This subject helps students to understand the theoretical perspective of marriage and family and gives the theological perspectives on the various topics. It also provides concept of marriage and family life from the developmental perspective. Using Family Systems Theory and Family Life Cycle Theory, students will understand how family dynamics impact the growth and development of an individual. Topics studied include traits of a healthy marriage, communication, conflict resolution, gender roles within a marriage, phases and styles of parenting, roles and goals of parents and the importance of sex education for children and possible threats to the family. These topics will be underpinned by spiritual and theological understandings.


This subject introduces students to tools for assessments and advanced counselling skills. Students will get first-hand experiences of using a variety of assessment tools, such as Mental State Examination, Religious Status Interview, and suicide risk assessments to inform their assessment and formulation of cases. The module also covers several clinical interventions such as cognitive, behavioural, and emotion-focused approaches for treatment planning. Case studies, roleplays, and spiritual considerations for assessments and interventions are core features of this subject.


Students will be introduced to the theories and practices of group counselling. They will learn about group dynamics, group processes and the different types of group work in counselling. Students will learn skills to conduct group counselling and practice group facilitation skills. Theological discussions will be applied to question the process and practice of group counselling.


This subject provides students with the knowledge and skills in the conceptualisation and operationalisation of research. They will also acquire ‘hands-on’ skills in the use of different research methods so as to learn the principles of research design and apply them in the design of a research project during the course. Topics covered include conducting a literature review, formulating research questions, sampling, data collection and analysis. Critical appreciation of other research, ethical research practice and research considerations from theological and spiritual perspectives will also be discussed.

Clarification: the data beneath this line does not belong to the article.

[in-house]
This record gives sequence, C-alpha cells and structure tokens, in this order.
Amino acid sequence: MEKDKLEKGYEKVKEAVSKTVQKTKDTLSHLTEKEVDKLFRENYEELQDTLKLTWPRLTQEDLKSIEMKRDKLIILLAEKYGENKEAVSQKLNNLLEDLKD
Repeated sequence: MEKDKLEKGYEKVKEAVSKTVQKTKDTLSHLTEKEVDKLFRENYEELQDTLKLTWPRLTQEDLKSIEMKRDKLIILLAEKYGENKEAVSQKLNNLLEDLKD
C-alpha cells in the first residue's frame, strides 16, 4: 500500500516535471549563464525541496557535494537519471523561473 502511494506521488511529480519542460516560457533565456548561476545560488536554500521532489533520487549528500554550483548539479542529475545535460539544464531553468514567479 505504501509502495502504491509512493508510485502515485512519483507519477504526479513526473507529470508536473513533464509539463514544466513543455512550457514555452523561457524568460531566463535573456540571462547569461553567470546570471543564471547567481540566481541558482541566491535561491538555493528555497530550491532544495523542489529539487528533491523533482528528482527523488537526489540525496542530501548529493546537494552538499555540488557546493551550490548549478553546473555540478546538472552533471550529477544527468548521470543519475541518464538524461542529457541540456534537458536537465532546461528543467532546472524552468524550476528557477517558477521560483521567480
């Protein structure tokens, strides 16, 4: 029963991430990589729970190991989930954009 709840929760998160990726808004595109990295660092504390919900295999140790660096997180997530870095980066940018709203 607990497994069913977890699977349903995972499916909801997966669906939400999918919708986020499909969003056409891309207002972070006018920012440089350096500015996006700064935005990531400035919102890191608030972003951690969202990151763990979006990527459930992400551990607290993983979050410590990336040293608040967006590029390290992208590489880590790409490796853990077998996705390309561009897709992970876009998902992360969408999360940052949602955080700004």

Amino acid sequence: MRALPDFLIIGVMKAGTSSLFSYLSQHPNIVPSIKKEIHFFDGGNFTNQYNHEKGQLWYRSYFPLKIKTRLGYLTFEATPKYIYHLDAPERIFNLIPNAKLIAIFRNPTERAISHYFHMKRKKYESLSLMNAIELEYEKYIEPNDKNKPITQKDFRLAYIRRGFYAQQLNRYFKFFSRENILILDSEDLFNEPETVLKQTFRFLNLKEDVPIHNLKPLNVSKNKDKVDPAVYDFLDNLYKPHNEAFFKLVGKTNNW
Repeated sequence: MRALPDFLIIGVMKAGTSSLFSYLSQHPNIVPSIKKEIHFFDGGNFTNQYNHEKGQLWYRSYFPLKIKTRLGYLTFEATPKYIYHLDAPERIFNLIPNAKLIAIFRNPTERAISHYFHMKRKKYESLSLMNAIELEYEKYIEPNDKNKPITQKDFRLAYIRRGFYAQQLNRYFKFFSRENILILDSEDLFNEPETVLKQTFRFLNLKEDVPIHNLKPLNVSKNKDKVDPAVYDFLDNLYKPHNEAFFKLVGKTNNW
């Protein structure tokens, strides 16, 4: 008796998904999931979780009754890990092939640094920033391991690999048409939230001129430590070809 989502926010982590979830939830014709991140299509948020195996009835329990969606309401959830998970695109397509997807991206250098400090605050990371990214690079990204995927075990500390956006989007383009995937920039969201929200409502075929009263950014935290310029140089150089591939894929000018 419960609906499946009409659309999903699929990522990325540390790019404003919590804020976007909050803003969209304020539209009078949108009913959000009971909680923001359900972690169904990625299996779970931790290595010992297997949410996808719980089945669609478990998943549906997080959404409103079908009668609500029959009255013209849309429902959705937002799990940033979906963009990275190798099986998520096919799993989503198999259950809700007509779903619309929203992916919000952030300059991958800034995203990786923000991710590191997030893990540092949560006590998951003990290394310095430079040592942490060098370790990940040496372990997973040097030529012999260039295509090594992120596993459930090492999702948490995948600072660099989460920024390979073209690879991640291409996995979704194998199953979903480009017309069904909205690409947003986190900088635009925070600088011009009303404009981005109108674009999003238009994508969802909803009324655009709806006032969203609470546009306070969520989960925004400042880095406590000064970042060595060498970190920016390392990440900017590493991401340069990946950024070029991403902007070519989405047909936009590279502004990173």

This subject enhances the students’ understanding of human development in relation to the biopsychosocial and spiritual factors which influence growth and changes over the lifespan. Students will be introduced to developmental themes across different life stages and understand its relevance for counselling practice and faith-based perspectives. They will also gain skills in using questioning and interviewing techniques to assess the developmental background of a person during counselling sessions.


This subject introduces students to the central theories that have shaped contemporary counselling and therapeutic practice. The history and unique contributions from four theoretical branches are surveyed: Freudian and post-Freudian psychodynamic theories; Jungian analytical psychological theory; behavioural and cognitive-behavioural theories; and humanistic and existential theories. Christian theological perspectives will be used to critically evaluate such psychological ideas. Overall, the course has a strong applied focus where students will learn to formulate cases from various theoretical positions.


This subject provides an overview on the assessment and treatment of psychological disorders commonly occurring in childhood, adolescence, adulthood, and old age. The course aims to equip students with the foundational knowledge of the aetiology, causes and treatments of various psychological disorders. It also seeks to give students an in-depth understanding of the psychological disorders from medical, developmental, and faith-based perspectives. The psychological disorders covered are based on the Diagnostic and Statistical Manual of Mental Disorders – 5th Edition (DSM-5).


In this module, students will learn about common types of crisis and trauma that people may encounter, and the impact of crisis and trauma, in three levels: individual, interpersonal and community. Students will become familiar with the range of skills and strategies employed in crisis and trauma counselling such as risk assessment and planning, de-escalation of intense emotions and trauma-focused interventions. This module also provides students with theological and spiritual perspectives of crisis and trauma. The precautions for counsellors working in crisis and trauma cases will also be discussed.